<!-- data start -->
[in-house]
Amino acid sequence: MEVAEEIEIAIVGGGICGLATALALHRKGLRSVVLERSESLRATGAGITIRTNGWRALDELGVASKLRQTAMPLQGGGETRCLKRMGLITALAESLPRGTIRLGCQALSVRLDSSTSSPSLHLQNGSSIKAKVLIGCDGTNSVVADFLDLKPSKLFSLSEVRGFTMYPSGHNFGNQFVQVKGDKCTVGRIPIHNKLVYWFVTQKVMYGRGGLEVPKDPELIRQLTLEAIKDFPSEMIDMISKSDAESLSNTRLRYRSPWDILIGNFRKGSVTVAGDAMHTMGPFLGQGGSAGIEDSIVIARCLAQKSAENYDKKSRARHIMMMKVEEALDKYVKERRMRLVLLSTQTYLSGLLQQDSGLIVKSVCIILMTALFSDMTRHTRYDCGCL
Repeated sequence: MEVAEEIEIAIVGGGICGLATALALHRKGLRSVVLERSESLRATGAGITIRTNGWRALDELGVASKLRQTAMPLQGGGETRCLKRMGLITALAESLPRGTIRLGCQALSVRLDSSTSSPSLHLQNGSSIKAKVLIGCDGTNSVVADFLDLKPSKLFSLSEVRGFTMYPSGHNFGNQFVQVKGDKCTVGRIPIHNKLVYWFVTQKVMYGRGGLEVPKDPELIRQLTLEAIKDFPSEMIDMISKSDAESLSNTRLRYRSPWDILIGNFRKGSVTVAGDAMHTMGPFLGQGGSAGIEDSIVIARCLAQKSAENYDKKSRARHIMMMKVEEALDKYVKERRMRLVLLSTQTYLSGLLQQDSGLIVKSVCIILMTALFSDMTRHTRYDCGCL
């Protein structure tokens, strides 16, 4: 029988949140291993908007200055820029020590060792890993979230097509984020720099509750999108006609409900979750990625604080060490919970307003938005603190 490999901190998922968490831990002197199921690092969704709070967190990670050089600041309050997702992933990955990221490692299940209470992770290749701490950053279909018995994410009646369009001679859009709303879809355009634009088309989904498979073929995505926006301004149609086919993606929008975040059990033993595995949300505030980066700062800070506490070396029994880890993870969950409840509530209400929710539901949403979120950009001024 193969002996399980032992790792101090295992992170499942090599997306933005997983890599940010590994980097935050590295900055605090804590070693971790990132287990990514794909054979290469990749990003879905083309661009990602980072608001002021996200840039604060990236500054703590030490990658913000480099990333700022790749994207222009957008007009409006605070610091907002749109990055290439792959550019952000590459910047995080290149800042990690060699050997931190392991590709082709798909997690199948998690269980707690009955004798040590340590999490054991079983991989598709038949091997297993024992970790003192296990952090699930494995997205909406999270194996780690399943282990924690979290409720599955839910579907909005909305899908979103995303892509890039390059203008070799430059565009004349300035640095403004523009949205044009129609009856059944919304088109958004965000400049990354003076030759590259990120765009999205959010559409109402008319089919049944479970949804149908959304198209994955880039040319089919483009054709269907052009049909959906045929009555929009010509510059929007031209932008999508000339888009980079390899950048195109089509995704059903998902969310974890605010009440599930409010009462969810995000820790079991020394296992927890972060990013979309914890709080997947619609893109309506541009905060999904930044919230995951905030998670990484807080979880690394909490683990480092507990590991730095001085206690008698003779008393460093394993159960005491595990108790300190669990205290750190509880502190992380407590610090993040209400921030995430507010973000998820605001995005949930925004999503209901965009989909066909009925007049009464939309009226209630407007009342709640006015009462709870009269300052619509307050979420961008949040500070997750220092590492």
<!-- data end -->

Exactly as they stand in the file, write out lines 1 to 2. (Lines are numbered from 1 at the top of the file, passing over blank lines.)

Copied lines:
[in-house]
Amino acid sequence: MEVAEEIEIAIVGGGICGLATALALHRKGLRSVVLERSESLRATGAGITIRTNGWRALDELGVASKLRQTAMPLQGGGETRCLKRMGLITALAESLPRGTIRLGCQALSVRLDSSTSSPSLHLQNGSSIKAKVLIGCDGTNSVVADFLDLKPSKLFSLSEVRGFTMYPSGHNFGNQFVQVKGDKCTVGRIPIHNKLVYWFVTQKVMYGRGGLEVPKDPELIRQLTLEAIKDFPSEMIDMISKSDAESLSNTRLRYRSPWDILIGNFRKGSVTVAGDAMHTMGPFLGQGGSAGIEDSIVIARCLAQKSAENYDKKSRARHIMMMKVEEALDKYVKERRMRLVLLSTQTYLSGLLQQDSGLIVKSVCIILMTALFSDMTRHTRYDCGCL